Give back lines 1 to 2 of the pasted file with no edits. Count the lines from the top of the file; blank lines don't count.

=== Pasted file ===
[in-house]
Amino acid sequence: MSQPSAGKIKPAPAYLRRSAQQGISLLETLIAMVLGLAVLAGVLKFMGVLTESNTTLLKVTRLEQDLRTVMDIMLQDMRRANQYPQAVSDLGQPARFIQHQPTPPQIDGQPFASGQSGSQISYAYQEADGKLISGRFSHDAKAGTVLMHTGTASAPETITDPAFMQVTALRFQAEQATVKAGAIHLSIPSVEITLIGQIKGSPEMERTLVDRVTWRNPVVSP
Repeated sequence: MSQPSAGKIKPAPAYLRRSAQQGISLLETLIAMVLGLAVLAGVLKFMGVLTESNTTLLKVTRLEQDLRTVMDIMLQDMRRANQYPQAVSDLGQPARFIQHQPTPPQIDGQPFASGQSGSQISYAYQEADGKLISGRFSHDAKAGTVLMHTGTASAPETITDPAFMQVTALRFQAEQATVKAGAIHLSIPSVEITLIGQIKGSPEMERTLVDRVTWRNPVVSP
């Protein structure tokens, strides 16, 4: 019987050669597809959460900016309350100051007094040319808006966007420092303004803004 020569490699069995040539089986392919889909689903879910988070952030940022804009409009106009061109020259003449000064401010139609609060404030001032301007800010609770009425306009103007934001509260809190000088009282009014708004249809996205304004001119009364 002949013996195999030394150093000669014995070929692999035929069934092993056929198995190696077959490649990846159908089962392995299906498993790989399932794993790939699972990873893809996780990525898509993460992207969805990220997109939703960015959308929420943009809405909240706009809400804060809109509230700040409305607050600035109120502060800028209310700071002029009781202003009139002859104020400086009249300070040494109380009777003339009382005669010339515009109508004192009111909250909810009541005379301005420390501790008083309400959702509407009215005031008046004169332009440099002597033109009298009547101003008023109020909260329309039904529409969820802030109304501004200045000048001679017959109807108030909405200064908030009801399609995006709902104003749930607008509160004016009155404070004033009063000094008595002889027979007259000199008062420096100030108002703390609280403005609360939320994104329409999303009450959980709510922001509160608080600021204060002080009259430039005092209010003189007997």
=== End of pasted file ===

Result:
[in-house]
Amino acid sequence: MSQPSAGKIKPAPAYLRRSAQQGISLLETLIAMVLGLAVLAGVLKFMGVLTESNTTLLKVTRLEQDLRTVMDIMLQDMRRANQYPQAVSDLGQPARFIQHQPTPPQIDGQPFASGQSGSQISYAYQEADGKLISGRFSHDAKAGTVLMHTGTASAPETITDPAFMQVTALRFQAEQATVKAGAIHLSIPSVEITLIGQIKGSPEMERTLVDRVTWRNPVVSP